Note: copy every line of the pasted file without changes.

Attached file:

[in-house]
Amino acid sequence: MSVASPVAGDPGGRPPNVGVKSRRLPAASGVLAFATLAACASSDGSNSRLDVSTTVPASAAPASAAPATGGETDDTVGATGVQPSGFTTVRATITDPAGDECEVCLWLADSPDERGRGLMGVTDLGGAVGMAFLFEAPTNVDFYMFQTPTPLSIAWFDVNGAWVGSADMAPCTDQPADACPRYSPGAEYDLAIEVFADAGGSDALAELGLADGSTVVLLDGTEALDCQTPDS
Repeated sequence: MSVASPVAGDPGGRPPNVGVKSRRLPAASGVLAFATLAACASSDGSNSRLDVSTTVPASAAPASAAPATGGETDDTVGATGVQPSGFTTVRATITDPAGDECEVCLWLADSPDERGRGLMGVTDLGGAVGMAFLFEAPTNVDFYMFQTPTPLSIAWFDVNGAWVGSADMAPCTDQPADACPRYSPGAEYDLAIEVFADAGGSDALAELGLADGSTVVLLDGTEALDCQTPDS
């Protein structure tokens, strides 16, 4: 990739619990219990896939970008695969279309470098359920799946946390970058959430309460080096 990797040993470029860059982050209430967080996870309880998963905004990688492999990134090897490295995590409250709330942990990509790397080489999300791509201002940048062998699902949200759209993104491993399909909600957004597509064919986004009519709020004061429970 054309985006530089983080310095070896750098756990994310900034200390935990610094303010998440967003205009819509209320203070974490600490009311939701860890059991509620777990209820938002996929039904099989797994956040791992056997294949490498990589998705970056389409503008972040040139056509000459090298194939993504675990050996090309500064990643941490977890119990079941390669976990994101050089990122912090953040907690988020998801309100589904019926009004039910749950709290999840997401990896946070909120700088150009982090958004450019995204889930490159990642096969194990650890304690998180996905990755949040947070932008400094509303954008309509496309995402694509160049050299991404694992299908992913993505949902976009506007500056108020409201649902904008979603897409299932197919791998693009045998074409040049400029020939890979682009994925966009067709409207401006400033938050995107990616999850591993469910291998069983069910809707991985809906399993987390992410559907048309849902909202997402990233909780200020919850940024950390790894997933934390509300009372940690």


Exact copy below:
[in-house]
Amino acid sequence: MSVASPVAGDPGGRPPNVGVKSRRLPAASGVLAFATLAACASSDGSNSRLDVSTTVPASAAPASAAPATGGETDDTVGATGVQPSGFTTVRATITDPAGDECEVCLWLADSPDERGRGLMGVTDLGGAVGMAFLFEAPTNVDFYMFQTPTPLSIAWFDVNGAWVGSADMAPCTDQPADACPRYSPGAEYDLAIEVFADAGGSDALAELGLADGSTVVLLDGTEALDCQTPDS
Repeated sequence: MSVASPVAGDPGGRPPNVGVKSRRLPAASGVLAFATLAACASSDGSNSRLDVSTTVPASAAPASAAPATGGETDDTVGATGVQPSGFTTVRATITDPAGDECEVCLWLADSPDERGRGLMGVTDLGGAVGMAFLFEAPTNVDFYMFQTPTPLSIAWFDVNGAWVGSADMAPCTDQPADACPRYSPGAEYDLAIEVFADAGGSDALAELGLADGSTVVLLDGTEALDCQTPDS
């Protein structure tokens, strides 16, 4: 990739619990219990896939970008695969279309470098359920799946946390970058959430309460080096 990797040993470029860059982050209430967080996870309880998963905004990688492999990134090897490295995590409250709330942990990509790397080489999300791509201002940048062998699902949200759209993104491993399909909600957004597509064919986004009519709020004061429970 054309985006530089983080310095070896750098756990994310900034200390935990610094303010998440967003205009819509209320203070974490600490009311939701860890059991509620777990209820938002996929039904099989797994956040791992056997294949490498990589998705970056389409503008972040040139056509000459090298194939993504675990050996090309500064990643941490977890119990079941390669976990994101050089990122912090953040907690988020998801309100589904019926009004039910749950709290999840997401990896946070909120700088150009982090958004450019995204889930490159990642096969194990650890304690998180996905990755949040947070932008400094509303954008309509496309995402694509160049050299991404694992299908992913993505949902976009506007500056108020409201649902904008979603897409299932197919791998693009045998074409040049400029020939890979682009994925966009067709409207401006400033938050995107990616999850591993469910291998069983069910809707991985809906399993987390992410559907048309849902909202997402990233909780200020919850940024950390790894997933934390509300009372940690």